"Nice legs, get in the trunk": Thousands of women experience street harassment on a daily basis - but now they are #shoutingback

The Everyday Sexism Project was set up to document street harassment, sexism in the workplace and misogyny in the media (Photo by Chameleons Eye / Rex Features)

'Nice legs', 'Hey sexy lady', 'Now I know where you live', 'Get in the trunk, bitch'.

For many women and teenage girls these remarks are not a rare but a daily occurrence.

Coupled with lewd remarks and gropings comes a prevailing attitude that this is simply something women should put up with.

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And while many might consider such boorish behaviour verging on the criminal as a relic of yesteryear it is a daily blight on the lives of many in Britain today.



Laura Bates was the target of such behaviour and knew it was wrong but didn't know what to do about it. It was only when she shared her experiences with her friends that she realised she was not alone. And that was when she decided something needed to change.

The 26-year-old freelance writer hit upon using Twitter to collect women's stories and empower them and in April last year launched ‘The Everyday Sexism Project’. She invited Twitter users to share their experiences of harassment through the hashtag Shoutingback thereby giving women a modern tool and a platform with which to fight back.

Within five days it had 3,500 tweets.

Women like Melinda Greenacre, 23, who works in advertising stumbled upon the hashtag and decided to contribute.  

She said: “Rarely a day goes by without a man making comments, like ‘hey sexy lady’, or ‘get in my car’. Most of the time I brush it off but when it’s at night – then I get scared and feel uncomfortable.”

She, too, knew such behaviour was wrong but had normalised it. It was by taking part in Shoutingback that she knew she should never have put up with it. And her story is not an isolated case.

For Laura it reinforces the reason why she started the Twitter campaign and its associated 'Everyday Sexism Project’ to encourage women to speak out.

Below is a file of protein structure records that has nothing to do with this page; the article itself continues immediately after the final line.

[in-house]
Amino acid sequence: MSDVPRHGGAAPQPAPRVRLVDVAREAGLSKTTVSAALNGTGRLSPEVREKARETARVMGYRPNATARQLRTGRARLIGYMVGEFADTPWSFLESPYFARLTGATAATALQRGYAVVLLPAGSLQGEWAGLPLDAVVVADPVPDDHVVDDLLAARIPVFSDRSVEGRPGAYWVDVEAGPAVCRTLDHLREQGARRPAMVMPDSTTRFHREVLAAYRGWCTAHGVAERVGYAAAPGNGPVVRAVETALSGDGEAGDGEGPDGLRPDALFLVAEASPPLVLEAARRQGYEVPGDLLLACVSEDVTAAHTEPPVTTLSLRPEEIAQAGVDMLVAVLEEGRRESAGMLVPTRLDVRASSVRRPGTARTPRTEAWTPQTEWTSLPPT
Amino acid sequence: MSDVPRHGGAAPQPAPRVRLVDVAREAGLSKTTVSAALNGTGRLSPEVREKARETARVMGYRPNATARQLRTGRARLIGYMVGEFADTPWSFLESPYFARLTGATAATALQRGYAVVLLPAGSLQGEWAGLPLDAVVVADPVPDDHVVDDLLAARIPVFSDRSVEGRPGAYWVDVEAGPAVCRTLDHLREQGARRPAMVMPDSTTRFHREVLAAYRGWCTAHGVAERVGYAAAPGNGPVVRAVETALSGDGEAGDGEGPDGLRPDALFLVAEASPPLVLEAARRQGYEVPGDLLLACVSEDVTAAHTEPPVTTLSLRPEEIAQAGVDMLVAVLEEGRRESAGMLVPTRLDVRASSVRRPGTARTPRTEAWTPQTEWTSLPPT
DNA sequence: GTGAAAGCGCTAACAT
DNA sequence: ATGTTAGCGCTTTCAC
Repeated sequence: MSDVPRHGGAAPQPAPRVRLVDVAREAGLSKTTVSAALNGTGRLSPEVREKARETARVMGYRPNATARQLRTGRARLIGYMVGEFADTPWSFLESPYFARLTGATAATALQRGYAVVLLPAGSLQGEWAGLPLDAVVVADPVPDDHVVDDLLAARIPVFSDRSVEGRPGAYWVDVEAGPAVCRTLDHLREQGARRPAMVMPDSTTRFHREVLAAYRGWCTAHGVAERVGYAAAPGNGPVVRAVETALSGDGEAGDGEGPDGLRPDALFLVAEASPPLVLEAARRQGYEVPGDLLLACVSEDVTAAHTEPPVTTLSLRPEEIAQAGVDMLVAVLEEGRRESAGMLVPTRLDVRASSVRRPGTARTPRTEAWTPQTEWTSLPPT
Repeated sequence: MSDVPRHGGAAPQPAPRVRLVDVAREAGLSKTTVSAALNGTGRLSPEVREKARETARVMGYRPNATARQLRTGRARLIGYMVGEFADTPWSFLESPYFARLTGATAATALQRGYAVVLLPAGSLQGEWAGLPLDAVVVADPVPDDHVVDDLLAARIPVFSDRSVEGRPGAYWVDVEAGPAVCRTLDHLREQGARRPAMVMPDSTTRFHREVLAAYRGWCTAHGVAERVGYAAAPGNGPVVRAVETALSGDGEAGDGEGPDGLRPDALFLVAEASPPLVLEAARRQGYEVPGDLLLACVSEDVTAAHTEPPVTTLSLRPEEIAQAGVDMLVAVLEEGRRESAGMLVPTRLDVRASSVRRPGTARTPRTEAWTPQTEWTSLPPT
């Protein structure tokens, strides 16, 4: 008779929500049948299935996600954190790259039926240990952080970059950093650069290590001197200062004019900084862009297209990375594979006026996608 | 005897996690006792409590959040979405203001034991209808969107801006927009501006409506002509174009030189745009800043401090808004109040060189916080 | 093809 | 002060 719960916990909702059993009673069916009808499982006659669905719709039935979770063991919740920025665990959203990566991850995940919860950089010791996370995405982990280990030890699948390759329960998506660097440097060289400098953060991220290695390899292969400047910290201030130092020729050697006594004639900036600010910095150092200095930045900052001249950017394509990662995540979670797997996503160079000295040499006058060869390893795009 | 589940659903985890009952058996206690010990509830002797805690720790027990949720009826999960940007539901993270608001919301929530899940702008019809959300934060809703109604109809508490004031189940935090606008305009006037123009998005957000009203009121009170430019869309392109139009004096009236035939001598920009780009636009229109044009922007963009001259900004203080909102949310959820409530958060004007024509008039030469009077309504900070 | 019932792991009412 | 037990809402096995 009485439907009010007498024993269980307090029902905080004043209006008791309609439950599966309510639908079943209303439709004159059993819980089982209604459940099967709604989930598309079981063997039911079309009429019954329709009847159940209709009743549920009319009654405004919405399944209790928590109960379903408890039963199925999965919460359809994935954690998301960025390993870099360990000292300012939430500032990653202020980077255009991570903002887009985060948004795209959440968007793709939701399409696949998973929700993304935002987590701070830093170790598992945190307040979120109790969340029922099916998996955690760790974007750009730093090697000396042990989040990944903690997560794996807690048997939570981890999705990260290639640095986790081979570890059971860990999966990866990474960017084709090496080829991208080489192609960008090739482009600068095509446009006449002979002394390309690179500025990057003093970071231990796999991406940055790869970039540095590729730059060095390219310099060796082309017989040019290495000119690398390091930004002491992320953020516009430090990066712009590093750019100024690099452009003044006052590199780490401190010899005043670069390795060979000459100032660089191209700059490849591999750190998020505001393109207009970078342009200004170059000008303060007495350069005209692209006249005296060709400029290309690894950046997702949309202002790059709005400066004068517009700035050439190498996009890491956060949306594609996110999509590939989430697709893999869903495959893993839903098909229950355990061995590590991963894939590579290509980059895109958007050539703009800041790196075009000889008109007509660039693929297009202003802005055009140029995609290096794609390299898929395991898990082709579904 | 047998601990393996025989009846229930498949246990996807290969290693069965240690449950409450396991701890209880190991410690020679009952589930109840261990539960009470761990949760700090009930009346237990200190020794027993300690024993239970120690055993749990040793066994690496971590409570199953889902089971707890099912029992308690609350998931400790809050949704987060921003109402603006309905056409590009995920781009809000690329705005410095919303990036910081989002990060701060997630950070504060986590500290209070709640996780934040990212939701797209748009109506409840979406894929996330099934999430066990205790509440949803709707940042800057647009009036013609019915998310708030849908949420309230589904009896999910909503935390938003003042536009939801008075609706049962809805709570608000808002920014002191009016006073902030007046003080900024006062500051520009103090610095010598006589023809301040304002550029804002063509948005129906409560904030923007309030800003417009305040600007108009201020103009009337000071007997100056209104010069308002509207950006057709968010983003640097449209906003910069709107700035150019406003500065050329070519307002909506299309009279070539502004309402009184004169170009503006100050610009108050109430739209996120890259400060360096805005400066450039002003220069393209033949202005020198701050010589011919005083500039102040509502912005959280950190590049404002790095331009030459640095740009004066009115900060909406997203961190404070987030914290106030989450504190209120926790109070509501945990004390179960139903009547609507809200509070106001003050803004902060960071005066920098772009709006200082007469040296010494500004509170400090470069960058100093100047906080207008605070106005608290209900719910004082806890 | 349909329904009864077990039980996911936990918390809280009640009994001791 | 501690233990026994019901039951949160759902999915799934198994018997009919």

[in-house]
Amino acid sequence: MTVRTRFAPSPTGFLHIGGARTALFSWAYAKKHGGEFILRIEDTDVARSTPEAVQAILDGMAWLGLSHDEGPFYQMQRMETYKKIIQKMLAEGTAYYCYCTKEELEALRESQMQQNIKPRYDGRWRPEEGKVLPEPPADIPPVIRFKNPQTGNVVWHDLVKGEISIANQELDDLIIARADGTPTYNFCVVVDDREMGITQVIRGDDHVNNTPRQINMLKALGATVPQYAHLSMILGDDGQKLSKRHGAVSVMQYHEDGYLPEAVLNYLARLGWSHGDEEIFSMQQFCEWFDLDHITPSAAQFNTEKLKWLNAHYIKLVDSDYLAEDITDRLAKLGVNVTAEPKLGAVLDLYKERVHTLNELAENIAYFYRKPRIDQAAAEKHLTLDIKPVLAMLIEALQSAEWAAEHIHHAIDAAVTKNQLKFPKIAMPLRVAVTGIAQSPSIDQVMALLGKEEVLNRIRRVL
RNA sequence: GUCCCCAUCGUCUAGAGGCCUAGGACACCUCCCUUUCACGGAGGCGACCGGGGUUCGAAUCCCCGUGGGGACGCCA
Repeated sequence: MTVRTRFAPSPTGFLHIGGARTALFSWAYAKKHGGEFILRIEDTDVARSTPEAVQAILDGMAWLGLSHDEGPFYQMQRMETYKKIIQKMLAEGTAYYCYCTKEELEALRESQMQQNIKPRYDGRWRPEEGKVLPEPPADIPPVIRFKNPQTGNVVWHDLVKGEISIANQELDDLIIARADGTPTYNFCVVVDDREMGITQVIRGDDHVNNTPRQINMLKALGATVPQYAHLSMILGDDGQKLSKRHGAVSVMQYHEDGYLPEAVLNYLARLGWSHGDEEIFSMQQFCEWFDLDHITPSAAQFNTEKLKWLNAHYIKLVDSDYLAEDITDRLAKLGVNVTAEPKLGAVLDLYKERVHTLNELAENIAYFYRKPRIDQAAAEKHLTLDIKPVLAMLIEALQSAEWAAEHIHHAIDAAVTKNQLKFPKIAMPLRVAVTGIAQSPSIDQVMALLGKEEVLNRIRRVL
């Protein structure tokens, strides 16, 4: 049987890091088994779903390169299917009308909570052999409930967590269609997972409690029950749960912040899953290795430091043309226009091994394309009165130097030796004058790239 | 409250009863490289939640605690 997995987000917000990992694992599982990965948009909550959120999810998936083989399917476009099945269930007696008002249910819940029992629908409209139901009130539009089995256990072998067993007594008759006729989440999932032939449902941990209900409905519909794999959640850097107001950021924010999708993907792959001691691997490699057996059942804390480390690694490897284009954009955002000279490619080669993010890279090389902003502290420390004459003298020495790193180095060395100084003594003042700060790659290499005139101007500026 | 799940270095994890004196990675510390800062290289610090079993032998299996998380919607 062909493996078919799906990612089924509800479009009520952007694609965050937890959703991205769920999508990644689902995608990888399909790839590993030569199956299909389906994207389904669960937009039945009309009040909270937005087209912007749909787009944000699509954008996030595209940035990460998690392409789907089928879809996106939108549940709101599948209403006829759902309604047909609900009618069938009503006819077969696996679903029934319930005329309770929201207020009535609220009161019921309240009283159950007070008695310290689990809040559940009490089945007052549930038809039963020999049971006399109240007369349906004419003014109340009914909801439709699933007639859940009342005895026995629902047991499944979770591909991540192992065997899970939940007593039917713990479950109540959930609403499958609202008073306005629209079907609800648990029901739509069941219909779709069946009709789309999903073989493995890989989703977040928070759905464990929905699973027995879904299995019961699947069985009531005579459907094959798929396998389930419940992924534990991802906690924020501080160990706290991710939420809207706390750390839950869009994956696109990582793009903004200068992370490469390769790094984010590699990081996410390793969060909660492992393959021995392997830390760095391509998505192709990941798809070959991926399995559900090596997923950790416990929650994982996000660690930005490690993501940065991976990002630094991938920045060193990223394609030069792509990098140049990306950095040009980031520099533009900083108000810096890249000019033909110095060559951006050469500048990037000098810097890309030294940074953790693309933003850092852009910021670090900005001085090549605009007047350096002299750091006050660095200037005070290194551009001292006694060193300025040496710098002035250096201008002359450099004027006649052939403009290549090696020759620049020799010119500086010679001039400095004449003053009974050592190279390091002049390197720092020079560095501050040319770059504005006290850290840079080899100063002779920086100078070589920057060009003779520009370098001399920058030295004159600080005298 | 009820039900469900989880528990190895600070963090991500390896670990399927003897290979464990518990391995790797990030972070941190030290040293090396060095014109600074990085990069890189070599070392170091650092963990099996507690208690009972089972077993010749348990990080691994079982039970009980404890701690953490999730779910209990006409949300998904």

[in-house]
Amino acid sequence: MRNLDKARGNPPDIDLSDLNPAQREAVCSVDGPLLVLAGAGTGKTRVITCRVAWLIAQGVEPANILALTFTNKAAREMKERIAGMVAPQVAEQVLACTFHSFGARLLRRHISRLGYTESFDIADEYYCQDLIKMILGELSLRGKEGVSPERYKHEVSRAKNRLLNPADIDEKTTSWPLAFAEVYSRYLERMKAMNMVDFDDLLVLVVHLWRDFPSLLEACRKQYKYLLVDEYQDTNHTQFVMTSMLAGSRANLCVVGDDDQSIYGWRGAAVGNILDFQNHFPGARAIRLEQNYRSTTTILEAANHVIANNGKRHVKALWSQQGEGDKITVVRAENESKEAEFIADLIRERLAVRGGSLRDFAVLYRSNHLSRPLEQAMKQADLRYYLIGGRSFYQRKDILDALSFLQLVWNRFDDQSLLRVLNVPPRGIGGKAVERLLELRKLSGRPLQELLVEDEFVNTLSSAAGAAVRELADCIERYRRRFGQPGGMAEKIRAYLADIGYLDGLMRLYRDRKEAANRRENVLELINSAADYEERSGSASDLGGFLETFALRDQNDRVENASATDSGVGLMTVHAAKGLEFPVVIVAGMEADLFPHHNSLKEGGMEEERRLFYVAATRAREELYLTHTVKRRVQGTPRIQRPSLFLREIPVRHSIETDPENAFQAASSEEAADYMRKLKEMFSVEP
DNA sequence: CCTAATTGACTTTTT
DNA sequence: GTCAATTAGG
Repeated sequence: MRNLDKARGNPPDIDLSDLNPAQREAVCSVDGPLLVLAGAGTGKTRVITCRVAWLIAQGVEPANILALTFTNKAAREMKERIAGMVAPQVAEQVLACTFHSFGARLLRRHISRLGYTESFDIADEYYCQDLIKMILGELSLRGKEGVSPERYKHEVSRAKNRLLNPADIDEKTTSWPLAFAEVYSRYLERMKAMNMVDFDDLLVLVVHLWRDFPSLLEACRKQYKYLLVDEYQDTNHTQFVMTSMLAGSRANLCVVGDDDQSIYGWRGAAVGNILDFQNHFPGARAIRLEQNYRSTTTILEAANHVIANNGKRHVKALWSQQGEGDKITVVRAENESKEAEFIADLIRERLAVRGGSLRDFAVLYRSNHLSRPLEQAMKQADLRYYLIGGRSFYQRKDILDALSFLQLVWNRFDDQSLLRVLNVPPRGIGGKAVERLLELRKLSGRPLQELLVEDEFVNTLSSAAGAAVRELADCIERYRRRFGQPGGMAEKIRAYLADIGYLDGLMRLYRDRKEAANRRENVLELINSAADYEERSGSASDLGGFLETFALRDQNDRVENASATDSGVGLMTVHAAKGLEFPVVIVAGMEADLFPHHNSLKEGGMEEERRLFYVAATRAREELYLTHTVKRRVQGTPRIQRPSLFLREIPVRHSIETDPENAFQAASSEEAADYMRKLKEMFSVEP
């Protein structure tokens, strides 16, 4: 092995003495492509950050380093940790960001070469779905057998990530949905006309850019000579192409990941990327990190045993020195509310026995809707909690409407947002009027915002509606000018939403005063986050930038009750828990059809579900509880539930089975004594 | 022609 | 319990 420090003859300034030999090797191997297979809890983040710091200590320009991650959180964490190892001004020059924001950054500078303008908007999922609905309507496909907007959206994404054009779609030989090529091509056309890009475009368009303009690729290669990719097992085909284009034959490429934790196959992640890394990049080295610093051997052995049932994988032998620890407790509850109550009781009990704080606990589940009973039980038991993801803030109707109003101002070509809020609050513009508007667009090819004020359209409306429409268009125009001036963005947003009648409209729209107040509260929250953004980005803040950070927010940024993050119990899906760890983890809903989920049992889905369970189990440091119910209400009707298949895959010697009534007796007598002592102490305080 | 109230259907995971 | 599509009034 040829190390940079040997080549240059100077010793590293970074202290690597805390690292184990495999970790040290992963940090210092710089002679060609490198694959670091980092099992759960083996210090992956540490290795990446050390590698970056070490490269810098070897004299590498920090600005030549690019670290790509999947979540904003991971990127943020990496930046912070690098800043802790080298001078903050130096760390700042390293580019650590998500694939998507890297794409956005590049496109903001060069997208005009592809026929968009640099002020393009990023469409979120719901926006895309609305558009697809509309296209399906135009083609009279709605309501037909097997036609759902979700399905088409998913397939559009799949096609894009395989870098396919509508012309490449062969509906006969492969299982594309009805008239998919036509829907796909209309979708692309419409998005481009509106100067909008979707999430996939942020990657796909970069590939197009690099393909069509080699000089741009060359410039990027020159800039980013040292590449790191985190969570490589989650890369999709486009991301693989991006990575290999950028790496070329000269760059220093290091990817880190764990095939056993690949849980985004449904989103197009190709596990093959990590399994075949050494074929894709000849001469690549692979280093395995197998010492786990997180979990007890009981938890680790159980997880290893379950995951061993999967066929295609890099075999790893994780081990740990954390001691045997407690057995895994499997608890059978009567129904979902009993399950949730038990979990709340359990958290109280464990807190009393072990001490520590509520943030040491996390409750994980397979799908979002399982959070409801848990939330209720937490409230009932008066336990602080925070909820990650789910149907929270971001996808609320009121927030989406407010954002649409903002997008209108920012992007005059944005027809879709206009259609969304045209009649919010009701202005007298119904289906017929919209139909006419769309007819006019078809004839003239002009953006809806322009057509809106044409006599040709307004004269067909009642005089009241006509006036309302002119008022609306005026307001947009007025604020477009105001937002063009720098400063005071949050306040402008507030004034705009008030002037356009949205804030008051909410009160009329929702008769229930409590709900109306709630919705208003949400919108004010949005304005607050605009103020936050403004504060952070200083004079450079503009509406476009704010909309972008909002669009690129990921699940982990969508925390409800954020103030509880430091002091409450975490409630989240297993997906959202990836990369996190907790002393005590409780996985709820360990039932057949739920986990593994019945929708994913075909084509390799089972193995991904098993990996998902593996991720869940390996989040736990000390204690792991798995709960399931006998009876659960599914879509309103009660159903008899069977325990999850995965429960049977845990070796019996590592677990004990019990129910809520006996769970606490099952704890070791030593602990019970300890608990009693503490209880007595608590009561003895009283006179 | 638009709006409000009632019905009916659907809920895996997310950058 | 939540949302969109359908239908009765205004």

The tweets make for sobering reading. Women have documented how men catcall them while walking down the street, touch them inappropriately, follow them home and even threaten them with rape.


They also described the frequency of these incidents. That they happened everyday, regardless of where they were, regardless of the time of day, regardless how drunk or sober they were, regardless of what they were wearing.

One woman described how she was "chased to my door at 11.30pm by two lads who 'Didn't want to hurt me.' I ran faster".

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They also showed how aggressive the harassers become upon rejection – a comment such as “Come here” can switch to “You whore, I’ll beat you so hard” within seconds.

The stark reality of these experiences reverberated around the Twitterverse and caused many to sit up and take note of the true extent of sexual harassment in Britain today.



Laura said: “The profile made women feel more confident to speak up about it. When they had said something before they would get a backlash – responses like ‘you’re frigid’ or ‘you can’t take a joke’. There was this idea that the problem did not exist anymore.”

Sexism at work is one of the most common entries.